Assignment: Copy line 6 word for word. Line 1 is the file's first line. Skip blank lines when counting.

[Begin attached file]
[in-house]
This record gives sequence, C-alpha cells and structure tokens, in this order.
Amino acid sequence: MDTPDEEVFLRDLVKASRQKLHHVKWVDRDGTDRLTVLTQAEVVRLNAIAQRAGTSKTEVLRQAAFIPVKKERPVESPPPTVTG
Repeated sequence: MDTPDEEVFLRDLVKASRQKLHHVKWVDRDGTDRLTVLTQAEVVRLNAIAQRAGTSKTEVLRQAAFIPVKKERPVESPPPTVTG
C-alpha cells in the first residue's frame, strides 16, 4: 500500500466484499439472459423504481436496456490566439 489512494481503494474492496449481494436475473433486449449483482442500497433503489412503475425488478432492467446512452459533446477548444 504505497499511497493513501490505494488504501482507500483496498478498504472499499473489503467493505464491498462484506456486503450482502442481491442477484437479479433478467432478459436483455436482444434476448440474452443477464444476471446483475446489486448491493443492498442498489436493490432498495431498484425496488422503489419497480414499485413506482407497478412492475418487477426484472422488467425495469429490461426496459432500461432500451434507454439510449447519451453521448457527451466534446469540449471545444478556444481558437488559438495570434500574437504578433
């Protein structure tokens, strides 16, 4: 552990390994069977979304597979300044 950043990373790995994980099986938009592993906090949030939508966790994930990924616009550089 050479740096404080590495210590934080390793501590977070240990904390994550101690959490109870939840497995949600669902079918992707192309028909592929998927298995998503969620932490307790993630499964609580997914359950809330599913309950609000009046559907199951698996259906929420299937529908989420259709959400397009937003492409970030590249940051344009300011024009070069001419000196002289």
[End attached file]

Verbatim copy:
């Protein structure tokens, strides 16, 4: 552990390994069977979304597979300044 950043990373790995994980099986938009592993906090949030939508966790994930990924616009550089 050479740096404080590495210590934080390793501590977070240990904390994550101690959490109870939840497995949600669902079918992707192309028909592929998927298995998503969620932490307790993630499964609580997914359950809330599913309950609000009046559907199951698996259906929420299937529908989420259709959400397009937003492409970030590249940051344009300011024009070069001419000196002289």